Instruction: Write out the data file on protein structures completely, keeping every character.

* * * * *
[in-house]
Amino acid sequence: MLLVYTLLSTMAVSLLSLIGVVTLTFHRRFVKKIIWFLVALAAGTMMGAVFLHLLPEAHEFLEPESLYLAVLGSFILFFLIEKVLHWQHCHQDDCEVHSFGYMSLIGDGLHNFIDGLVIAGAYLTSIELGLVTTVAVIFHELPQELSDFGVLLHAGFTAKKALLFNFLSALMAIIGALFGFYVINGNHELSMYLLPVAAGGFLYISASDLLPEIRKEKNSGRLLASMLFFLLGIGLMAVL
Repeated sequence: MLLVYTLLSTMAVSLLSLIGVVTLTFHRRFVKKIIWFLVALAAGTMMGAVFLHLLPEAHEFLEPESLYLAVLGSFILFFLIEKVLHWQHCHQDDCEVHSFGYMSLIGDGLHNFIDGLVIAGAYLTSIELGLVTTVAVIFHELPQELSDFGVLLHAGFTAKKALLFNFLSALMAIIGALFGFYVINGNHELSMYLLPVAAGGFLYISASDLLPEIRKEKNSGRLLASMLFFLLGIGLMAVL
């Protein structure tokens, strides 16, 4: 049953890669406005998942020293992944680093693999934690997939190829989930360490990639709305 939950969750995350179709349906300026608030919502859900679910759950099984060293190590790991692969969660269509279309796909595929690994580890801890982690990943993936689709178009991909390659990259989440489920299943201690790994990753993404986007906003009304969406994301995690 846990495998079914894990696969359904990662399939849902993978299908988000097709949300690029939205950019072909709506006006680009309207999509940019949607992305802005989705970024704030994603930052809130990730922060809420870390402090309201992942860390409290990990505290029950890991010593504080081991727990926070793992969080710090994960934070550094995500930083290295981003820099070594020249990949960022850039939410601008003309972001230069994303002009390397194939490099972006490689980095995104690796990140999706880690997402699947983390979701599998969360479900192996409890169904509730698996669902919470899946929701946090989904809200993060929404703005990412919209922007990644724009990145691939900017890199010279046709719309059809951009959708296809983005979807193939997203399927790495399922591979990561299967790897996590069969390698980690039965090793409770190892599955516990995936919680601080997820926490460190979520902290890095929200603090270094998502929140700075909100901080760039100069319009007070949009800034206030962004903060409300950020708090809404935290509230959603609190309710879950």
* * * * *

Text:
[in-house]
Amino acid sequence: MLLVYTLLSTMAVSLLSLIGVVTLTFHRRFVKKIIWFLVALAAGTMMGAVFLHLLPEAHEFLEPESLYLAVLGSFILFFLIEKVLHWQHCHQDDCEVHSFGYMSLIGDGLHNFIDGLVIAGAYLTSIELGLVTTVAVIFHELPQELSDFGVLLHAGFTAKKALLFNFLSALMAIIGALFGFYVINGNHELSMYLLPVAAGGFLYISASDLLPEIRKEKNSGRLLASMLFFLLGIGLMAVL
Repeated sequence: MLLVYTLLSTMAVSLLSLIGVVTLTFHRRFVKKIIWFLVALAAGTMMGAVFLHLLPEAHEFLEPESLYLAVLGSFILFFLIEKVLHWQHCHQDDCEVHSFGYMSLIGDGLHNFIDGLVIAGAYLTSIELGLVTTVAVIFHELPQELSDFGVLLHAGFTAKKALLFNFLSALMAIIGALFGFYVINGNHELSMYLLPVAAGGFLYISASDLLPEIRKEKNSGRLLASMLFFLLGIGLMAVL
């Protein structure tokens, strides 16, 4: 049953890669406005998942020293992944680093693999934690997939190829989930360490990639709305 939950969750995350179709349906300026608030919502859900679910759950099984060293190590790991692969969660269509279309796909595929690994580890801890982690990943993936689709178009991909390659990259989440489920299943201690790994990753993404986007906003009304969406994301995690 846990495998079914894990696969359904990662399939849902993978299908988000097709949300690029939205950019072909709506006006680009309207999509940019949607992305802005989705970024704030994603930052809130990730922060809420870390402090309201992942860390409290990990505290029950890991010593504080081991727990926070793992969080710090994960934070550094995500930083290295981003820099070594020249990949960022850039939410601008003309972001230069994303002009390397194939490099972006490689980095995104690796990140999706880690997402699947983390979701599998969360479900192996409890169904509730698996669902919470899946929701946090989904809200993060929404703005990412919209922007990644724009990145691939900017890199010279046709719309059809951009959708296809983005979807193939997203399927790495399922591979990561299967790897996590069969390698980690039965090793409770190892599955516990995936919680601080997820926490460190979520902290890095929200603090270094998502929140700075909100901080760039100069319009007070949009800034206030962004903060409300950020708090809404935290509230959603609190309710879950």